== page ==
melting chocolate

My better half also set up a bain-marie for melting the chocolate buttons. Keep in mind that when melting chocolate, the boiling water should never touch the bottom of the receptacle you put the chocolate buttons in. These are high quality dark chocolate buttons meant for baking – you can find them in any bakery provisions store. I also put in a dab of butter.

kangaroo emu jerky

After my buttermilk pancakes have set with the emu and kangaroo jerky inside, I flipped them over to brown the other side and added a smear of dark chocolate sauce on it.

chocolate smear

My dear also cut up some kiwifruits, which I added into the “crater” where I started the chocolate smear from.

emu kangaroo pancake

It was a very delicious breakfast that we made yesterday morning – I would have liked some sunny-side up eggs with it too but the kangaroo and emu jerky added that savory taste and the sweetness of the dark chocolate is balanced by the wildberry jam. :)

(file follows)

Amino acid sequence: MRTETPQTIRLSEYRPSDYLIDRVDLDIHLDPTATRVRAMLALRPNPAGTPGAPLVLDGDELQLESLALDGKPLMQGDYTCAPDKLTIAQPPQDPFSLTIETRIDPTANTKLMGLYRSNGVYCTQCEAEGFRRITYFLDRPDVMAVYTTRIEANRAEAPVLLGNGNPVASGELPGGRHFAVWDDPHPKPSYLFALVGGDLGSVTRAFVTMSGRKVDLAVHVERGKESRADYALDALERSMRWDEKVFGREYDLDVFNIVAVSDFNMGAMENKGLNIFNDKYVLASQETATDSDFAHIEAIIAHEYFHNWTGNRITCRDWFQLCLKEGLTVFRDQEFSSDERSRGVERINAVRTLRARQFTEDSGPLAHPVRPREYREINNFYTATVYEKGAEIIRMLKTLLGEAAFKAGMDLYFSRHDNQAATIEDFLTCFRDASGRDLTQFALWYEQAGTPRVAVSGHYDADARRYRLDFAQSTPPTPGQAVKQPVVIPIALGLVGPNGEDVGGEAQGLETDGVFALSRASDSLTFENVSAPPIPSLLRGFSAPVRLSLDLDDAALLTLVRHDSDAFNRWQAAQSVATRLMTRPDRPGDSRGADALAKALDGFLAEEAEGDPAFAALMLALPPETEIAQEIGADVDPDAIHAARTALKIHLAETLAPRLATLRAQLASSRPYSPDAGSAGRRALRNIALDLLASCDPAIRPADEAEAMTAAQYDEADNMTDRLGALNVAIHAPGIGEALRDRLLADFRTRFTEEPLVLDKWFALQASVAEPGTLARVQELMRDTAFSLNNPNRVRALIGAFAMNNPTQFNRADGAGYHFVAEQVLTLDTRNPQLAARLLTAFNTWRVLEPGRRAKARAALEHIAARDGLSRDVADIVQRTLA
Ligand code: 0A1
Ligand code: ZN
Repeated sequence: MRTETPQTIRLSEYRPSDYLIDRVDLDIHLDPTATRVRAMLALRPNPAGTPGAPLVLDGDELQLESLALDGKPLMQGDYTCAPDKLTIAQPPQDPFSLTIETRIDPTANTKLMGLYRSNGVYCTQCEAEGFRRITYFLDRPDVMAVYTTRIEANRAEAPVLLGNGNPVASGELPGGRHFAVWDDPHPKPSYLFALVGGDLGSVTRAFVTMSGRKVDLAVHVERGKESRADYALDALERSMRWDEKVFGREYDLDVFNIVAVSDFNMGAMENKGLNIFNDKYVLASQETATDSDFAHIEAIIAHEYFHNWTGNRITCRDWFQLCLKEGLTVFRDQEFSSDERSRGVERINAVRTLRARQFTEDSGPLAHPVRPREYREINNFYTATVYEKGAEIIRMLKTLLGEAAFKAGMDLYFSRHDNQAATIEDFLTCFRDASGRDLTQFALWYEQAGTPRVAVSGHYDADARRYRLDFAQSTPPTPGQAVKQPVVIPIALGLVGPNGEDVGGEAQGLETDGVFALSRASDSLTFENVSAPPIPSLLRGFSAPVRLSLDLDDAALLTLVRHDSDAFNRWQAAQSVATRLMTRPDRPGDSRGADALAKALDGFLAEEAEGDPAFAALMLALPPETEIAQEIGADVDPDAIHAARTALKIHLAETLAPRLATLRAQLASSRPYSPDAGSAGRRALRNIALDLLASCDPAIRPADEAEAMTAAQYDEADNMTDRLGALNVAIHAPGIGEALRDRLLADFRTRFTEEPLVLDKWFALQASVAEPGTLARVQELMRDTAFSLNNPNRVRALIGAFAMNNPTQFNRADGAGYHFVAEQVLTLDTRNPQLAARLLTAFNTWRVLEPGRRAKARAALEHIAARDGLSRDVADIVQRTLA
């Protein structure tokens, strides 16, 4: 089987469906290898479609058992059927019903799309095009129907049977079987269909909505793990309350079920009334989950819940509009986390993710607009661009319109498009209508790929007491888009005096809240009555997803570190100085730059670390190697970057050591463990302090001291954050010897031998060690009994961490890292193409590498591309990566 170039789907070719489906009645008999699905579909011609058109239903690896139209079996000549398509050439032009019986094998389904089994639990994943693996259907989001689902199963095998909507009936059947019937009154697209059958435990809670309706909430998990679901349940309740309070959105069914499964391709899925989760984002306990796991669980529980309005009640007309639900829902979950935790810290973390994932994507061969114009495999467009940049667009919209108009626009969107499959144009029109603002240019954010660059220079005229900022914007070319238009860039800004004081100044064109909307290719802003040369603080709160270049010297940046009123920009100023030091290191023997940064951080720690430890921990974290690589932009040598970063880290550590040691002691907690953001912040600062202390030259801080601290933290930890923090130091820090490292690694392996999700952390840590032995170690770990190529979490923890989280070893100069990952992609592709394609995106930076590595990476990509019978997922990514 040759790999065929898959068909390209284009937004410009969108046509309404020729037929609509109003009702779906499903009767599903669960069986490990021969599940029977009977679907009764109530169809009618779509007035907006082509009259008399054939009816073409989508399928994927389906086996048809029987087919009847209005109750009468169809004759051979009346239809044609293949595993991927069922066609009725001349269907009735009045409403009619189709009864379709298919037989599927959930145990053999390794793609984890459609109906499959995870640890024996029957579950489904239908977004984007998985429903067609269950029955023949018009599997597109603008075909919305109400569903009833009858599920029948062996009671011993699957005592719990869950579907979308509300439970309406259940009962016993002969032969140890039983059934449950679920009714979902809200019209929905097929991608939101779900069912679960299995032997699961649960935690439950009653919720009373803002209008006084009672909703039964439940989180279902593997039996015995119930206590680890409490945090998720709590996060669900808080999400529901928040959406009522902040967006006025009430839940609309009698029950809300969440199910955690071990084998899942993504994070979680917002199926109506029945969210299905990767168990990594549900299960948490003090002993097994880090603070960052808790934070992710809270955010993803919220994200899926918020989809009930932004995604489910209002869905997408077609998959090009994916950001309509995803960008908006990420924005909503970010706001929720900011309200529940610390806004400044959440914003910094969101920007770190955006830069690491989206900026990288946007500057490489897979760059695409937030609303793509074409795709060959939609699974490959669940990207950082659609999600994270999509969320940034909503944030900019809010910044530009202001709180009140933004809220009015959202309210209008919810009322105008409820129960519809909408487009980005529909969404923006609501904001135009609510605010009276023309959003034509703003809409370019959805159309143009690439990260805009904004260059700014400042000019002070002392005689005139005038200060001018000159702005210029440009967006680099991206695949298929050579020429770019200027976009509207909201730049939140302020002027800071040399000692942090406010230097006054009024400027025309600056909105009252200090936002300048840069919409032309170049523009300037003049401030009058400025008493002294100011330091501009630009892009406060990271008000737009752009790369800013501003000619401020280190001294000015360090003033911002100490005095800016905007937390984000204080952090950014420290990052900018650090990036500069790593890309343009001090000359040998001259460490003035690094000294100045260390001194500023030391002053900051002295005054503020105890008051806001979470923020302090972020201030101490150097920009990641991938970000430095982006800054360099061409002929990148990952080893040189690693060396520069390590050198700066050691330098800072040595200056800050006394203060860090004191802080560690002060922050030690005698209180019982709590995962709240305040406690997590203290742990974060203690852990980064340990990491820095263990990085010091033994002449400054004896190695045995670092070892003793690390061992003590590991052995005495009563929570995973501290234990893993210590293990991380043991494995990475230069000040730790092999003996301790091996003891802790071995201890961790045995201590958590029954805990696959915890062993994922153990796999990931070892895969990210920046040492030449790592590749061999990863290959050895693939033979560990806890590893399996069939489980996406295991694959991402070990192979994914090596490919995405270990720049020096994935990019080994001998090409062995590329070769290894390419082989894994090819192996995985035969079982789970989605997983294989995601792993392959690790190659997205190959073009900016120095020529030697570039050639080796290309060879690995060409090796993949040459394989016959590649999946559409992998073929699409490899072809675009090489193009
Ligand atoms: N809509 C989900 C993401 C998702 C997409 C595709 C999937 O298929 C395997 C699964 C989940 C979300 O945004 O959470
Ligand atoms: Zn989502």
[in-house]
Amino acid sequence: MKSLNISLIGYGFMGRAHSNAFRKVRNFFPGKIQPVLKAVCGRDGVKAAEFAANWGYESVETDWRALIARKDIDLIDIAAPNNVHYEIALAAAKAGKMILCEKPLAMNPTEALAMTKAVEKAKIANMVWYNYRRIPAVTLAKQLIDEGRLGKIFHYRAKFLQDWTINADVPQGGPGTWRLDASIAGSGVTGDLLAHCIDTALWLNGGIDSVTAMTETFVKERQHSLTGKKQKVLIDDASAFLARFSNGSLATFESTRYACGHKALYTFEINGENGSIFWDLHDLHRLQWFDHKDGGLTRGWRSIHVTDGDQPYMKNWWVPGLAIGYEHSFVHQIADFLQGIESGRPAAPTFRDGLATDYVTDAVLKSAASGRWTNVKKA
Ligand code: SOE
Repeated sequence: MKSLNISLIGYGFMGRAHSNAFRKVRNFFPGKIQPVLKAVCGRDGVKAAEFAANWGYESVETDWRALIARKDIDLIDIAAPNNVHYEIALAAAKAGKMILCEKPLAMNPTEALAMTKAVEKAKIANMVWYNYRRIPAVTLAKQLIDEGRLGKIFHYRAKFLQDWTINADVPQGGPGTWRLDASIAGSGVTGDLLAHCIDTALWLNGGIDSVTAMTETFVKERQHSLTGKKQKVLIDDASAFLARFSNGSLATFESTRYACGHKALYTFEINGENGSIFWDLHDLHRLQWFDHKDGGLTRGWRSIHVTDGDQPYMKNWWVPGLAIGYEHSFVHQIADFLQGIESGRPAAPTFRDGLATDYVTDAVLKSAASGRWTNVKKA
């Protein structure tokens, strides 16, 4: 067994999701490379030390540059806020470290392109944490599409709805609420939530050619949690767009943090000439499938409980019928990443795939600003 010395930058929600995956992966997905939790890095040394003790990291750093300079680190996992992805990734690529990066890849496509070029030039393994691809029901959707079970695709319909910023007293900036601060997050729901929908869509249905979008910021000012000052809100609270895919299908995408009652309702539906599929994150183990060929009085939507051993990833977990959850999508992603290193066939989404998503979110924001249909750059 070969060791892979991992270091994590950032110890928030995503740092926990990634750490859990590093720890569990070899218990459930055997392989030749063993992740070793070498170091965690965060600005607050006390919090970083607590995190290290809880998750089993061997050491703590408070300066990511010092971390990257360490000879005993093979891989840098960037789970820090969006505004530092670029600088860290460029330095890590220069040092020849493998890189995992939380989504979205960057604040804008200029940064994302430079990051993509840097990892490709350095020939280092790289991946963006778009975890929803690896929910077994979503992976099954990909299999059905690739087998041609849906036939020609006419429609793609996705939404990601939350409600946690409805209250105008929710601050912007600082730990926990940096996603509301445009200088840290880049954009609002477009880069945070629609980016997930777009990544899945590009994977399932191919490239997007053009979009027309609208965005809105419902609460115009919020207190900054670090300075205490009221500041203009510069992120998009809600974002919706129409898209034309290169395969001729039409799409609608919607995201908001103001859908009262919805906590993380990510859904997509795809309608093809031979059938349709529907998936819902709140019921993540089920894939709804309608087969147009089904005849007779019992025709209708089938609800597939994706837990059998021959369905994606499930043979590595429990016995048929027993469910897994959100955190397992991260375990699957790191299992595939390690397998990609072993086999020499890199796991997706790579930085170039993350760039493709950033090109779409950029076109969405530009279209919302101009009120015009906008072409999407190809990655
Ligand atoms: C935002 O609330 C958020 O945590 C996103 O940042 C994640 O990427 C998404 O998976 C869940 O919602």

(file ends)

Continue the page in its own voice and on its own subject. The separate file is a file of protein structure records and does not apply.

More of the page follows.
Sabah Kampung Beef Noodles (Kah Hiong Ngiu Chap)

beef brisket noodles

I remember eating the absolutely fabulous and rightfully famous Inanam ngiu chap in Kota Kinabalu, Sabah when I was based there a few years back. Ngiu chap is the local Hakka dialect for beef noodles, prepared in a distinctive way. The traditional Inanam style consists of a semi-clear broth but there’s another preparation which has a darker soy sauce tinged soup. This is the latter.

sabah kampung beef noodles

I was pleased to see an outlet for Kah Hiong Ngiu Chap open up near my place in Kota Damansara. It’s just been open for a couple of months and we wondered what shop will pop up there. I’ve been to Kota Kinabalu several times – sampling the local delights, climbing Mount Kinabalu and even stayed there for 1 ½ years so I’m quite familiar with their food.

sabah beef noodles